• Under Reporting Threshold: If payments are below the threshold ($600 for most cases), a 1099 need not be issued.[5]

Filing Deadline

Most 1099s have a deadline to submit to both the IRS and the recipient by January 31st. Some forms require the 1099 to be sent to the recipient by January 31st and a further deadline for paper filers with the IRS of February 28th. Electronic filers have until March 31st.

Check individual forms for filing requirements.

How to Get Paper Copies

Many forms provided as PDF files on the IRS website, including the 1099 series, are intended as ‘information only’ copies and should not be printed at home for paper filing with the IRS. The official versions have been designed as ‘machine-readable’ documents and are printed using special paper and ink. Taxpayers may be fined for filing printed pdf versions of this form.[6][

When filing a paper copy with the IRS, an official version must be used. However, printed pdf versions may be used to notify recipients and for the taxpayer’s personal records.

Official copies can be ordered directly from the IRS.

If you are filing any of these forms (1097-BTC, 1098-C, 1098-MA, 1098-Q, 1099-CAP, 1099-LTC, 1099-Q, 1099-QA, 1099-SA, 3922, 5498-ESA, 5498-QA, and 5498-SA) on paper due to a low volume of recipients (fewer than 100), for these forms only, you may file a black-and-white Copy A that you print from the IRS website with Form 1096.[7]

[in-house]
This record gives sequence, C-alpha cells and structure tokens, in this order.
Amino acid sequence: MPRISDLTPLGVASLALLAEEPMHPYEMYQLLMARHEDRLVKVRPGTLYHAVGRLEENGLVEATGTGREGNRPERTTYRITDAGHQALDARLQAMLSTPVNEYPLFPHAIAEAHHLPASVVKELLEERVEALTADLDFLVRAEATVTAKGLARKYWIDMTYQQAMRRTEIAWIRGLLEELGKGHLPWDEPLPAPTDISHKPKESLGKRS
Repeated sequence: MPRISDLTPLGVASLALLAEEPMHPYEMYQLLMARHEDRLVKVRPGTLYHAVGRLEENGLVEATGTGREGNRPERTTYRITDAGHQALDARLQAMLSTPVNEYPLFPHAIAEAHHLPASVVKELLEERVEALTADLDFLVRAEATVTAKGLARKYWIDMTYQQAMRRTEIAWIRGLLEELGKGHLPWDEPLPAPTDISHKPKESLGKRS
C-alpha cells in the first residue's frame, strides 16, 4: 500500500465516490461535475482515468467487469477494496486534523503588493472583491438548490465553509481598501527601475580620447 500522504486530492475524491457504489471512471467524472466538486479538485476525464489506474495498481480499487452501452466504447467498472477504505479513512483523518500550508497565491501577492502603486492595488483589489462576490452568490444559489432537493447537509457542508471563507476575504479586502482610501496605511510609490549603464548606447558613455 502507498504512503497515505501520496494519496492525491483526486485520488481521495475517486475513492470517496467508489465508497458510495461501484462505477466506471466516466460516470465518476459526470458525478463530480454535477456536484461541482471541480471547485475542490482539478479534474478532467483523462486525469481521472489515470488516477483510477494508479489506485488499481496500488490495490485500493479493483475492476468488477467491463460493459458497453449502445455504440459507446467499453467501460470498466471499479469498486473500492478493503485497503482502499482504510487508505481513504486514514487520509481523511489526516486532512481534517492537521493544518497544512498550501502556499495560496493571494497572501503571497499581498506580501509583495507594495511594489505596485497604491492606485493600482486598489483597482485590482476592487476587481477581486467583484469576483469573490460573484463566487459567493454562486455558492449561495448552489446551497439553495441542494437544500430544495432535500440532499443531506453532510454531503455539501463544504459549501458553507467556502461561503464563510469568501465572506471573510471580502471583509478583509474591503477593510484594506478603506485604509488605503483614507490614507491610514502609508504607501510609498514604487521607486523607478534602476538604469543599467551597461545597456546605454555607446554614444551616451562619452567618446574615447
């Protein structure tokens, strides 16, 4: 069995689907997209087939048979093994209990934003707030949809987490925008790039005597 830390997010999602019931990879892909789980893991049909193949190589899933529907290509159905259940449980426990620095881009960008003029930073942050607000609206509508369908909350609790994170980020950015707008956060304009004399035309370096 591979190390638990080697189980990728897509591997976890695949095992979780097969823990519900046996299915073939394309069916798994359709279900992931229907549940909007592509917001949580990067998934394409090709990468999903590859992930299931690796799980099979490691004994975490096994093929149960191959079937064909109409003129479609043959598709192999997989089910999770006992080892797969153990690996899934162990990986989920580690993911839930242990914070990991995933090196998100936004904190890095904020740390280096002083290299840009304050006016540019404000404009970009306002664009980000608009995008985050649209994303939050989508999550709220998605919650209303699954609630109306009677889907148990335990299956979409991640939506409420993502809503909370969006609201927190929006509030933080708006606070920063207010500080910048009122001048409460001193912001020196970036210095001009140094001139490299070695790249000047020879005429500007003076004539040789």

How to File (5 Steps)

***Starting in 2023, the IRS requires filers processing 10 or more information returns (1099s included) to be filed electronically.[8]

1. Gather Taxpayer Information

A W9 should be collected at the start of the business relationship, whether working with an independent contractor or for another reason.

2. Obtain Correct 1099 Form

Different 1099s are used for different purposes. Check the available list of 1099s or the IRS’s full list of 21 types of 1099s. The most common form is the 1099-NEC, which is used for independent contractors.

3. Complete Form

The 1099 can be completed in one of three ways:

If you’re completing by hand and submitting documents by mail, you must fill out ALL copies and send each form to the appropriate recipients.

4. Submit Copies to Recipients

If sending by mail:

  • COPY A must be sent to the IRS
  • COPY B must be sent to the RECIPIENT
  • COPY C should be retained for your records

Electronic services will usually ask for all necessary information and will send both electronic (by email) and paper copies to the recipient. Depending on the provider, more or less options may be available to the sender.

5. Retain Copies

Retain records of all 1099s filed for a minimum of 3 years.[9]


  1. IRS – 1099 Requirements
  2. IRS – W9s and Information Returns
  3. IRS – Tax-Exempt Government Organizations
  4. IRS – Other 1099-Exempt
  5. IRS – $600 Threshold
  6. IRS – FIling Returns
  7. IRS – Online Fillable Forms
  8. Filing Information Returns Electronically
  9. IRS – Retaining Records